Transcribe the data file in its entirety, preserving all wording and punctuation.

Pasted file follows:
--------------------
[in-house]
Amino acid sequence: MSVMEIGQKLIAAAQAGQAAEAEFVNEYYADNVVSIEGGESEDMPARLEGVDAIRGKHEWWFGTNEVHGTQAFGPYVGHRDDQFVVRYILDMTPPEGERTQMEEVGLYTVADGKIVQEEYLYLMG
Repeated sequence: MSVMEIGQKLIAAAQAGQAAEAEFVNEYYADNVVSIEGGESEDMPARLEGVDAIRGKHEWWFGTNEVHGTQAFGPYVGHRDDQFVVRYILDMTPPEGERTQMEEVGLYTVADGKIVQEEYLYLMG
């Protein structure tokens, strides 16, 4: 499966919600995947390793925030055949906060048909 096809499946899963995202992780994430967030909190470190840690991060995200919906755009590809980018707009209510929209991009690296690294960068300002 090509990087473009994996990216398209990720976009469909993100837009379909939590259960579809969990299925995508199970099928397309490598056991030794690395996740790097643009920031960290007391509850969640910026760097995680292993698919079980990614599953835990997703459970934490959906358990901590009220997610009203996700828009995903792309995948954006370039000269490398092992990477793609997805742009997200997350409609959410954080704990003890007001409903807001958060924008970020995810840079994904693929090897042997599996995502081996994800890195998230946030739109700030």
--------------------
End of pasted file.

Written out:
[in-house]
Amino acid sequence: MSVMEIGQKLIAAAQAGQAAEAEFVNEYYADNVVSIEGGESEDMPARLEGVDAIRGKHEWWFGTNEVHGTQAFGPYVGHRDDQFVVRYILDMTPPEGERTQMEEVGLYTVADGKIVQEEYLYLMG
Repeated sequence: MSVMEIGQKLIAAAQAGQAAEAEFVNEYYADNVVSIEGGESEDMPARLEGVDAIRGKHEWWFGTNEVHGTQAFGPYVGHRDDQFVVRYILDMTPPEGERTQMEEVGLYTVADGKIVQEEYLYLMG
């Protein structure tokens, strides 16, 4: 499966919600995947390793925030055949906060048909 096809499946899963995202992780994430967030909190470190840690991060995200919906755009590809980018707009209510929209991009690296690294960068300002 090509990087473009994996990216398209990720976009469909993100837009379909939590259960579809969990299925995508199970099928397309490598056991030794690395996740790097643009920031960290007391509850969640910026760097995680292993698919079980990614599953835990997703459970934490959906358990901590009220997610009203996700828009995903792309995948954006370039000269490398092992990477793609997805742009997200997350409609959410954080704990003890007001409903807001958060924008970020995810840079994904693929090897042997599996995502081996994800890195998230946030739109700030």